THE World Bank has approved a $600-million loan to make the Philippine financial sector more resilient against shocks and boost the economic recovery.
“Policy actions that strengthen the stability of the financial sector — including banks and insurance companies — will help Filipino families, businesses, and investors withstand financial shocks and enhance their resilience by ensuring that problems in these financial institutions are detected at an early stage without severe disruptions to the economy,” World Bank Country Director for the Philippines Ndiam? Diop said in a statement on Tuesday.
According to the World Bank website, the loan is geared towards strengthening financial sector stability; expanding financial inclusion especially for micro, small, and medium enterprises; and to develop climate and disaster risk finance.
This is the country’s second financial sector reform policy loan. The first was a $400-million loan approved in 2021.
According to the World Bank, only 51% of Filipinos aged 15 years old and up have accounts with financial institutions, which is well below the East Asia and Pacific average of 80%.
In the bottom 40% of the population, only 34% of adults have an account, it added.
Mr. Diop said that financial inclusion can speed up poverty reduction and strengthen recovery from the pandemic.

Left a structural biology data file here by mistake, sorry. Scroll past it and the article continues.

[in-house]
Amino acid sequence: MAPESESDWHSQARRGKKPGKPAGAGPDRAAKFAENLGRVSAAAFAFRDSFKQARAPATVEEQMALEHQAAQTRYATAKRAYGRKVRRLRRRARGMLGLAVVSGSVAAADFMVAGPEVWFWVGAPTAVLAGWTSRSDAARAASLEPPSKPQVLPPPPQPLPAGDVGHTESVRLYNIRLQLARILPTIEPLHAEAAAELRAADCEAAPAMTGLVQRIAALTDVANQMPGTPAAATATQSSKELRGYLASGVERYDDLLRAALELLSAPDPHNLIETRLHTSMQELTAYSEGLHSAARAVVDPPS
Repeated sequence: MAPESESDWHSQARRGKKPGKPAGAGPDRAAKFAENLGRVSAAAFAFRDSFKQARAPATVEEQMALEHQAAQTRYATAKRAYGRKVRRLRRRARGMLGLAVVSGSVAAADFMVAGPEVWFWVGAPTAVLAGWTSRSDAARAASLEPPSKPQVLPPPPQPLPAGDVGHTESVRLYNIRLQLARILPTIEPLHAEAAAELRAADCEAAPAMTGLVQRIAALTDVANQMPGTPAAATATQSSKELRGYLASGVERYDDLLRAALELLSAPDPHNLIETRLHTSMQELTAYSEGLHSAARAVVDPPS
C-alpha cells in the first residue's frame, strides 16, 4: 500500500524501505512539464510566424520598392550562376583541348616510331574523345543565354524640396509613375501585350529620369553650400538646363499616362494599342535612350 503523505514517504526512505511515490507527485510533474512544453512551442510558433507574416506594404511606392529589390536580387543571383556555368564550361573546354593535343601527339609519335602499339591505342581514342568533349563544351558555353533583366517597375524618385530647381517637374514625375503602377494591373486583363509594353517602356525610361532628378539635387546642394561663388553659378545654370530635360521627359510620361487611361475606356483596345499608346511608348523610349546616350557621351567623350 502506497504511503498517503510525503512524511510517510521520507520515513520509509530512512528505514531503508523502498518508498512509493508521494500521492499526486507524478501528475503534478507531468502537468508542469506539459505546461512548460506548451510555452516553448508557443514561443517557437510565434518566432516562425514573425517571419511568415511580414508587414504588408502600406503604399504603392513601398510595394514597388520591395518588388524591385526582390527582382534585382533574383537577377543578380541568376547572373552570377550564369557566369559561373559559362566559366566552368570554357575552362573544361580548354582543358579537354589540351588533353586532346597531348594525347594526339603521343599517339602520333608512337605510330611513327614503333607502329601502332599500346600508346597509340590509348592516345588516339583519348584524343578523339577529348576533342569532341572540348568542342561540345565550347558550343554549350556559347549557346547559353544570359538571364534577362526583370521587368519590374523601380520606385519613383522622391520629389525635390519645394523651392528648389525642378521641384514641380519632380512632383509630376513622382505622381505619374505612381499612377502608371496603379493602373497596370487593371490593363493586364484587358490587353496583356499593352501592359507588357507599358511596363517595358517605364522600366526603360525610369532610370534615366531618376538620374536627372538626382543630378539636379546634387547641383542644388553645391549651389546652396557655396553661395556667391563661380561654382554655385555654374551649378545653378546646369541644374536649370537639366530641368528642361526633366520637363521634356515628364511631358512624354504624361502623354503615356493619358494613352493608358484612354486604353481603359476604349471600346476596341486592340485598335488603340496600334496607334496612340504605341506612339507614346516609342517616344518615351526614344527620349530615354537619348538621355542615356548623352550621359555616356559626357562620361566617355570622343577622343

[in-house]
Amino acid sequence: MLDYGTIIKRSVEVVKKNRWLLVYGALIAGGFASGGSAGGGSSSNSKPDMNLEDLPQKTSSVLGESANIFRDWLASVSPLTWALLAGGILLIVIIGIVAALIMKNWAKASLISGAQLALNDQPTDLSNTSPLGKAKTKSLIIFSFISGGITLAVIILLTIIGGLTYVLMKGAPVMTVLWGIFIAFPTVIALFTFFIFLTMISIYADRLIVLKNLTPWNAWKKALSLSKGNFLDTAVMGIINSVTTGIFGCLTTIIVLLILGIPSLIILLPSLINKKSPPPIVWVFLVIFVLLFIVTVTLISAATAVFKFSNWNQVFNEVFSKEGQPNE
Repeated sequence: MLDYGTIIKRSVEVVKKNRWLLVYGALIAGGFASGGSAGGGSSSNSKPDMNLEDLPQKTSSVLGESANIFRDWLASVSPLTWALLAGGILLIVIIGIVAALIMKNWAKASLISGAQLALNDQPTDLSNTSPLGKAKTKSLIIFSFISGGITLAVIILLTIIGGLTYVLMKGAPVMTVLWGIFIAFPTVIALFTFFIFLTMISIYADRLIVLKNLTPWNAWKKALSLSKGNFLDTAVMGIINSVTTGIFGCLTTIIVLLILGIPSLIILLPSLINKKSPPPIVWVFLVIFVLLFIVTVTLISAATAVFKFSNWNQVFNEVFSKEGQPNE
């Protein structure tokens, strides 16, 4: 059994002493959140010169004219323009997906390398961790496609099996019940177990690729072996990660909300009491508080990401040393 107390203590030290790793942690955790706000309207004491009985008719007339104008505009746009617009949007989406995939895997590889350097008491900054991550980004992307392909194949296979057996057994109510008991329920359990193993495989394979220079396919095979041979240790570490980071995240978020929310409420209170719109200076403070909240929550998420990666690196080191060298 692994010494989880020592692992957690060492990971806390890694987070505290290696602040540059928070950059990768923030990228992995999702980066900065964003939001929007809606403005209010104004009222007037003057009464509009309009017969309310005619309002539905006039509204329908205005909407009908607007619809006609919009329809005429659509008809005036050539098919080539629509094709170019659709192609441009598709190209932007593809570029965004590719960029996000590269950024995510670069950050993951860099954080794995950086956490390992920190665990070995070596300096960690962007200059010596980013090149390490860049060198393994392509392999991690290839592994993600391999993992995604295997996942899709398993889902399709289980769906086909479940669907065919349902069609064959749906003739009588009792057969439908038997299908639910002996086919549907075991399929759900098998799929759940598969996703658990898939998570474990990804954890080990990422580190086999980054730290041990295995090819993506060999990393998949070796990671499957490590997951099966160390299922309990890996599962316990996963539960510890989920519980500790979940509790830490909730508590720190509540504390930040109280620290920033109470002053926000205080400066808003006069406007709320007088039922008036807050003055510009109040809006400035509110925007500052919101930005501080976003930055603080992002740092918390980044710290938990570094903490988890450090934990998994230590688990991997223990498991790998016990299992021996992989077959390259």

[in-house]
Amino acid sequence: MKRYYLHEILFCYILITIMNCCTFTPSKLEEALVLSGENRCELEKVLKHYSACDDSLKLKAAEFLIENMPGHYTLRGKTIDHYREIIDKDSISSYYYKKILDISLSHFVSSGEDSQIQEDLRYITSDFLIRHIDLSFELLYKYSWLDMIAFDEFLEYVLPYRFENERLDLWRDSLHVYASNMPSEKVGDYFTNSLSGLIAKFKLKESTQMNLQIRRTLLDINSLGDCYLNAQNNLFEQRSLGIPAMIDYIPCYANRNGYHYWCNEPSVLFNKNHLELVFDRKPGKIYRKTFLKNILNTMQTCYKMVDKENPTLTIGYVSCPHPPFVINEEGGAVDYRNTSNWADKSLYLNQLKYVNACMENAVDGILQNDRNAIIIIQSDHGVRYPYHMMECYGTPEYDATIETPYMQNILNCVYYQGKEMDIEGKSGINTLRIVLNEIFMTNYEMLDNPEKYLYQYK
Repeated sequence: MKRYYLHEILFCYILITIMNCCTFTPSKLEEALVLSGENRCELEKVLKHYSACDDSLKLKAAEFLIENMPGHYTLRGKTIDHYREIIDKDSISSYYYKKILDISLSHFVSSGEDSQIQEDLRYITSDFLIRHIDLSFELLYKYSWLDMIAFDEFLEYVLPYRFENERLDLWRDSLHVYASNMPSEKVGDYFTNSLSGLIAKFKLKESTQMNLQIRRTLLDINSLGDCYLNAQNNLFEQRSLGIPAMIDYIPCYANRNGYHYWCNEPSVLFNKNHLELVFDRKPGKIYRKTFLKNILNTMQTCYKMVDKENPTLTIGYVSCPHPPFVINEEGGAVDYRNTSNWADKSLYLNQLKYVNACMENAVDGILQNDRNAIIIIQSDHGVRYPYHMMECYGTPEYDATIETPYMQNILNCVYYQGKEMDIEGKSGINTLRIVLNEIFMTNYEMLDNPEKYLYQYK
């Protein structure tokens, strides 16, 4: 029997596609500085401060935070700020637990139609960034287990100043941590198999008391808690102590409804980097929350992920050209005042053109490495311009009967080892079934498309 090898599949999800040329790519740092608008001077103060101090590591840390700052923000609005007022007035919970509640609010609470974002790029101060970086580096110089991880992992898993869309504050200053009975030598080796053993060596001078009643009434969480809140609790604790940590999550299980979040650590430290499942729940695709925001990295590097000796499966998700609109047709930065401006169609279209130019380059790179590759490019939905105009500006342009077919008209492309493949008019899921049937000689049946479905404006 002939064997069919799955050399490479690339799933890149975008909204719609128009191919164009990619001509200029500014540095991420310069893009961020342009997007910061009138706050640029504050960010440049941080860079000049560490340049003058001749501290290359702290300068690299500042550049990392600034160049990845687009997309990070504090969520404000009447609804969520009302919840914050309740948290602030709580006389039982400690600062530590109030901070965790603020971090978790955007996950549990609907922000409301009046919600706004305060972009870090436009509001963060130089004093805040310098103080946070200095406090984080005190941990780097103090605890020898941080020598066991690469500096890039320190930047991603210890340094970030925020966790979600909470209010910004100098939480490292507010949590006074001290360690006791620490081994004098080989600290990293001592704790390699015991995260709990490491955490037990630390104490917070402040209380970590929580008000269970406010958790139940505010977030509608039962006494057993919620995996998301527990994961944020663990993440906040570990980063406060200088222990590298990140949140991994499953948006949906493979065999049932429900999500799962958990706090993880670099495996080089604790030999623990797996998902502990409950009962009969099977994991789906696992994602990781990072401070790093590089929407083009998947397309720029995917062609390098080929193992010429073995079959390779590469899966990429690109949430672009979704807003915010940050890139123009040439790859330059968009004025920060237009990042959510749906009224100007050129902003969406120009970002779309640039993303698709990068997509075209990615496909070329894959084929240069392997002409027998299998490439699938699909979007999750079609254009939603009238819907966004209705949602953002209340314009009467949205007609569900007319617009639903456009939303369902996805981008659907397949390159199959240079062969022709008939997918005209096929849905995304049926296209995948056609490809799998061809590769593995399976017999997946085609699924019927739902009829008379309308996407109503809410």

“Filipinos who have accounts with financial institutions like banks will have opportunities to use other financial services, such as credit and insurance, to start and expand businesses, invest in education or the health of their children, manage risk, and weather financial shocks, which can improve the overall quality of their lives,” he said.
Mr. Diop added that the new program is also developing the catastrophe insurance market to prevent individuals from falling into poverty due to natural disasters.
Mr. Diop said the rising use of catastrophe insurance will allow the government to focus its fiscal resources on post-disaster cash transfers and subsidizing insurance premiums for the most vulnerable parts of the population.
The program will also support reforms that promote innovative financial services.
“Under its strengthening financial sector stability, integrity, and resilience pillar, this DPL (development policy loan) series supports reforms aiming to strengthen the legal and institutional framework to improve financial sector oversight and integrity, enhance crisis management and resolution framework in the sector and improve the availability of long-term finance,” the World Bank said.
“Finally, this DPL also supports the financial sector resilience to climate-related shocks by integrating climate and environmental risks in financial institutions’ risk management frameworks and mobilizing private sector financing for green investments by encouraging banks to incorporate sustainability principles into their investment activities,” it added.
DPLs support countries undertaking reforms, typically during times of policy and institutional transition to create an environment conducive to equitable growth.
As of March 2022, the World Bank was the Philippines’ third-largest official development assistance (ODA) partner, with loans and grants amounting to around 23.38% of total ODA. In 2021, its share of ODA was 24%, according to the National Economic and Development Authority.
The World Bank is currently supporting 15 ongoing Philippine programs and projects worth $4.96 billion.
For 2023, the National Government expects to obtain around $19.1 billion worth of ODA — $9.2 billion worth of loans from multilateral development partners and $9.8 billion in loans from bilateral lenders. — Keisha B. Ta-asan